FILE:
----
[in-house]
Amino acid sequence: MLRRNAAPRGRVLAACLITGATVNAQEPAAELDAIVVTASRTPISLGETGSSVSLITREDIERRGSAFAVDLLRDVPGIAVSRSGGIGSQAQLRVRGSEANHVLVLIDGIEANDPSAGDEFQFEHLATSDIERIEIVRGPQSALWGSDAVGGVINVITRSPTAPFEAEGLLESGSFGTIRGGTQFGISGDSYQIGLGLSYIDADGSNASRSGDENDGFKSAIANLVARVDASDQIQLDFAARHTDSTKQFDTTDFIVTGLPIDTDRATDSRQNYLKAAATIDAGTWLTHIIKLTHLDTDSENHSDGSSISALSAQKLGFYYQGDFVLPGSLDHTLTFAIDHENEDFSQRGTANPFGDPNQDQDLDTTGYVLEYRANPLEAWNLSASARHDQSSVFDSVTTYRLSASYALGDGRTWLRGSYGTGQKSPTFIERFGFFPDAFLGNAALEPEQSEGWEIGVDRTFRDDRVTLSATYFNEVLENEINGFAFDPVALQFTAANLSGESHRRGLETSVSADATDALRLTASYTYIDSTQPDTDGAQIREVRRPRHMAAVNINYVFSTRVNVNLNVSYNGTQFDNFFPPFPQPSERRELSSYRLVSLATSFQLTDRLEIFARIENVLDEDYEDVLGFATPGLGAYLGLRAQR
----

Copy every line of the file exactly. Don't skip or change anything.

[in-house]
Amino acid sequence: MLRRNAAPRGRVLAACLITGATVNAQEPAAELDAIVVTASRTPISLGETGSSVSLITREDIERRGSAFAVDLLRDVPGIAVSRSGGIGSQAQLRVRGSEANHVLVLIDGIEANDPSAGDEFQFEHLATSDIERIEIVRGPQSALWGSDAVGGVINVITRSPTAPFEAEGLLESGSFGTIRGGTQFGISGDSYQIGLGLSYIDADGSNASRSGDENDGFKSAIANLVARVDASDQIQLDFAARHTDSTKQFDTTDFIVTGLPIDTDRATDSRQNYLKAAATIDAGTWLTHIIKLTHLDTDSENHSDGSSISALSAQKLGFYYQGDFVLPGSLDHTLTFAIDHENEDFSQRGTANPFGDPNQDQDLDTTGYVLEYRANPLEAWNLSASARHDQSSVFDSVTTYRLSASYALGDGRTWLRGSYGTGQKSPTFIERFGFFPDAFLGNAALEPEQSEGWEIGVDRTFRDDRVTLSATYFNEVLENEINGFAFDPVALQFTAANLSGESHRRGLETSVSADATDALRLTASYTYIDSTQPDTDGAQIREVRRPRHMAAVNINYVFSTRVNVNLNVSYNGTQFDNFFPPFPQPSERRELSSYRLVSLATSFQLTDRLEIFARIENVLDEDYEDVLGFATPGLGAYLGLRAQR